13. 13. C “Separation”, 1900 Here depected is a faceless (thus emotionless) and bright woman, leaving behind a dark and pale-faced man, who clutches his heart in pain. Heartbreak from love is a common source of pain and torment for any man and woman, and Munch himself had suffered from it after many difficult relationships (one of which became a partial reason for his mental breakdown), so those same emotions he had gone through can be seen here.
  14. 14. C “Worker and Child”, 1907 Perhaps an early hint of Munch’s slight overcome of his torments before his breakdown one year later, here we see a group of dark-clothed workers. The most prominent of them seen at the front, is seeing holding the hands of a little girl, who contrasts with her bright colors. It could be seen as a man’s rediscovery of the enjoyment of life, which Munch would do to some extent after rehabilitating from his psychiatric treatment.
  15. 15. C •The work of Munch is considered symbolic as it doesn’t seek to represent an external part of life, but rather a personal emotion, or a source of thereof, experienced internally. •Munich uses the reocorruing use of certain elements in order to symbolize certain his themes, mostly negative in nature. In “Worker and Child” and “Separation”, the dark clothing of the characters on the left, who evoke a negative feeling of sadness, frustration and pessimism, contrast against the bright figures on the right, both reflective of liveliness and perhaps optimism. •Aside from common symbolism, Munch also makes use of personal symbols. Notice how in “Anxiety” he reuses the same background mostly remembered from “The Scream”. The Oslo Bridge is seen as a personal motif of his, which express his sensation of feeling like a lost wanderer in a strange environment. This same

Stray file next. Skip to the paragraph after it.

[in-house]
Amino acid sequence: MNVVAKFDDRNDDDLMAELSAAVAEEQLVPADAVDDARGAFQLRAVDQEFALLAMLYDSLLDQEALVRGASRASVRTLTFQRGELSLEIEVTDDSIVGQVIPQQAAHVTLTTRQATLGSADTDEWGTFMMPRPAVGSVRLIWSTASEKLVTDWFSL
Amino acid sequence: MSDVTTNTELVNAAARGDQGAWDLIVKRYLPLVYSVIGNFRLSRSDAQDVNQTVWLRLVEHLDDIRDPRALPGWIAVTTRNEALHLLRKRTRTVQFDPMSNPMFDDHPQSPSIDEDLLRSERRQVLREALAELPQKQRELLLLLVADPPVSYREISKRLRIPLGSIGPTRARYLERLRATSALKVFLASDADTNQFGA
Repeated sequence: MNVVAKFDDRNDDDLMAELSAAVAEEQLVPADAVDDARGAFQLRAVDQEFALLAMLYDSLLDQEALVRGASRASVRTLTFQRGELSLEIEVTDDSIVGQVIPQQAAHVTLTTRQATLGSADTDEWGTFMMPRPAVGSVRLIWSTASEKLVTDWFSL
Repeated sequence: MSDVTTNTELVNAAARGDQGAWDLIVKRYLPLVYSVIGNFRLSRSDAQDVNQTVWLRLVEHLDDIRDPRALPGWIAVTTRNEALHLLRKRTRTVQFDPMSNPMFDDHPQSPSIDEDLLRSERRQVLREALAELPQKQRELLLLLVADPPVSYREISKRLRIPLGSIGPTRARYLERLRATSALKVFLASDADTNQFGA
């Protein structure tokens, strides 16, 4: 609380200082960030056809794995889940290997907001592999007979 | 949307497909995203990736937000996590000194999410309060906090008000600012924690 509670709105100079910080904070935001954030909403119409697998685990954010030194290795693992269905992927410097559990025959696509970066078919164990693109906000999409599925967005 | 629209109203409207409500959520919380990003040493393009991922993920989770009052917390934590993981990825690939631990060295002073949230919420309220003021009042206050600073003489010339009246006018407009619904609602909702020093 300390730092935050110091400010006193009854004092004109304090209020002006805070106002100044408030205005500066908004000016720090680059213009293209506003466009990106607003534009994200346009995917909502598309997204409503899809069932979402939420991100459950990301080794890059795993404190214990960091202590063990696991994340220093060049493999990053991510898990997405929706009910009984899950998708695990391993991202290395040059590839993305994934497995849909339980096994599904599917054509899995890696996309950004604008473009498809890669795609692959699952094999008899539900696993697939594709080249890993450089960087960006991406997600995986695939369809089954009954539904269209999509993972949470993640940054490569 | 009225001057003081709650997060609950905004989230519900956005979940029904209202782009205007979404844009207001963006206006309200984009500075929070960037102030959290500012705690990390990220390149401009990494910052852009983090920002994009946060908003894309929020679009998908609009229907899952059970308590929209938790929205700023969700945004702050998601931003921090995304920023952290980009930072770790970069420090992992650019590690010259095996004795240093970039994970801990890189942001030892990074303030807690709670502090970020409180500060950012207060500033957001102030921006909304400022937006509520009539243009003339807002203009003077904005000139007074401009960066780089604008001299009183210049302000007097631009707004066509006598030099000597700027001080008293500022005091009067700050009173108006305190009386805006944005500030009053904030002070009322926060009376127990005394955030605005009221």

16. 16. References Save The Lobsters!. (n.d.). Save The Lobsters. Retrieved January 28, 2014, from Ya está el listo que todo lo sabe. (n.d.). Ya está el listo que todo lo sabe. Retrieved January 28, 2014, from>. vintage everyday. (n.d.). : Headless Portraits From the 19th Century. Retrieved January 28, 2014, from Biografia de Edvard Munch. (n.d.). Biografia de Edvard Munch. Retrieved January 28, 2014, from BiografÃ-a de Edvard Munch - quién es, información, datos, historia, obras, vida. (n.d.). BiografÃ-a de Edvard Munch - quién es, información, datos, historia, obras, vida. Retrieved January 28, 2014, from Edvard Munch. (n.d.). - paintings, biography, and quotes of. Retrieved January 27, 2014, from Edvard Munch - The Dance of Life Site. (n.d.). Edvard Munch - The Dance of Life Site. Retrieved January 28, 2014, from APA formatting by